Guatemalan Family Sues Theme Park for Not Having Spanish Warnings

‘This isn’t a crazy request or expectation. It’s actually quite basic in this day and age…’

Guatemalan Family Sues Orlando Theme Park for Not Having Spanish Signs

The warning sign posted at Universal’s ‘Skull Island: Reign of Kong’ include a pair of skulls./IMAGE: He Who Angers You via Youtube

(Michael Barnes, Liberty Headlines) Call it a sign of the times.

A Guatemalan family is suing Universal Orlando Resort because the Central Florida theme park’s warning signs are in English.

Two years ago, the family’s 38-year-old father died of a heart attack after going for a ride on “Skull Island: Reign of Kong.” The family thrill attraction seats 72 riders in a safari themed truck, and has a height restriction of just 36 inches, or 3 feet.

But Jose Arana had prior heart problems and didn’t speak English, according to his family’s wrongful death lawsuit against the NBC Universal/Comcast property.

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The suit was filed in an Orlando state court in December.

The lawsuit claims that the park is negligent for Arana’s death because he would not have gone on the ride if the requisite warning signs about health problems, pregnancy and the like, had Spanish translations.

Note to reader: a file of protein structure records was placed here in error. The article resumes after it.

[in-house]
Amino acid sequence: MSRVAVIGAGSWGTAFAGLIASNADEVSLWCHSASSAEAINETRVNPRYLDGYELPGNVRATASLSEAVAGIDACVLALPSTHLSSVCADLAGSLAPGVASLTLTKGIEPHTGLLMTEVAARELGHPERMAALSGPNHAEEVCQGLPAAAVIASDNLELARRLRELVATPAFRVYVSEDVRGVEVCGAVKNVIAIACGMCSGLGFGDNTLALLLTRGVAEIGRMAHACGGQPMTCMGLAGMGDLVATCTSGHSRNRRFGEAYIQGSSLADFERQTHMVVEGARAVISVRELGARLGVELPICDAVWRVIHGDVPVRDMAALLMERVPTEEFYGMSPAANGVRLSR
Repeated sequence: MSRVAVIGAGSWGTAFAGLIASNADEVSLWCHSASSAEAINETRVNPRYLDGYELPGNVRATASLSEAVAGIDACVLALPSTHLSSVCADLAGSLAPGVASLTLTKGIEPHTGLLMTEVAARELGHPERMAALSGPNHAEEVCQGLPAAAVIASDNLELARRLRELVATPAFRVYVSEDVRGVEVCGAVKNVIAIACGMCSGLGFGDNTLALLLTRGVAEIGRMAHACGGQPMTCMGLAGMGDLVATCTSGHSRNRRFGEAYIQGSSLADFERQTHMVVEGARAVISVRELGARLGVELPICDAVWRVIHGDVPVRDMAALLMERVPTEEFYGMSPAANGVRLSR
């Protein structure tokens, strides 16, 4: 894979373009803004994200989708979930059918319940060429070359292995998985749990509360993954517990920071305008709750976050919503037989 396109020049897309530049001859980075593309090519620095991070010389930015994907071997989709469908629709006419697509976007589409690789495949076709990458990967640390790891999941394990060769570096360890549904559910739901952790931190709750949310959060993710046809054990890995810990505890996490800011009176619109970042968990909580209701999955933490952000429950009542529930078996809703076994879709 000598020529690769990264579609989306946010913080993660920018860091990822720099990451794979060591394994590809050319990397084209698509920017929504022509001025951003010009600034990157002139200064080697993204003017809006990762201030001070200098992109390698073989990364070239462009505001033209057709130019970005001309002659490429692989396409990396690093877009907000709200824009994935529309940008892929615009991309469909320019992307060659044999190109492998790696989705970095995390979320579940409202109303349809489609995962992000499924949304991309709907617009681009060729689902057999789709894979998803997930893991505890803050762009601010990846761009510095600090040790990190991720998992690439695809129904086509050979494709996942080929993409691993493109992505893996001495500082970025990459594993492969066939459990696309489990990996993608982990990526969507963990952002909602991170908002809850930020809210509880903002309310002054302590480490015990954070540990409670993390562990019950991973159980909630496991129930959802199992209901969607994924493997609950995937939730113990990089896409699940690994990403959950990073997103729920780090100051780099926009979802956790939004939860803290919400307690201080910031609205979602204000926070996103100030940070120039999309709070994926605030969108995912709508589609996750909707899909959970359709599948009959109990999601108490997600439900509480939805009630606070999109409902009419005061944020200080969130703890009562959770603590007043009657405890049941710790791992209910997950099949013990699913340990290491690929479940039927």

“Universal was aware of the great number of tourists on their premises who do not speak English,” states the lawsuit.

A sign at the entrance of the ride says in English, “Warning! This ride is an expedition through the rough terrain of King Kong’s natural habitat. The movement of the truck is dynamic with sudden accelerations, dramatic tilting and jarring actions.”

Beside each English language description of who should not ride Skull Island, including people with back problems, high blood pressure and heart conditions, is a picture illustrating the text.

But that’s not enough, says Lou Pendas, the family’s attorney.

“This isn’t a crazy request or expectation. It’s actually quite basic in this day and age,” Pendas said.

“You are asking for international travelers. This is a mecca for tourism. This is a very basic thing that should be thought of for the safety of patrons,” he said, without specifying how many languages in addition to English and Spanish would be appropriate for the signs.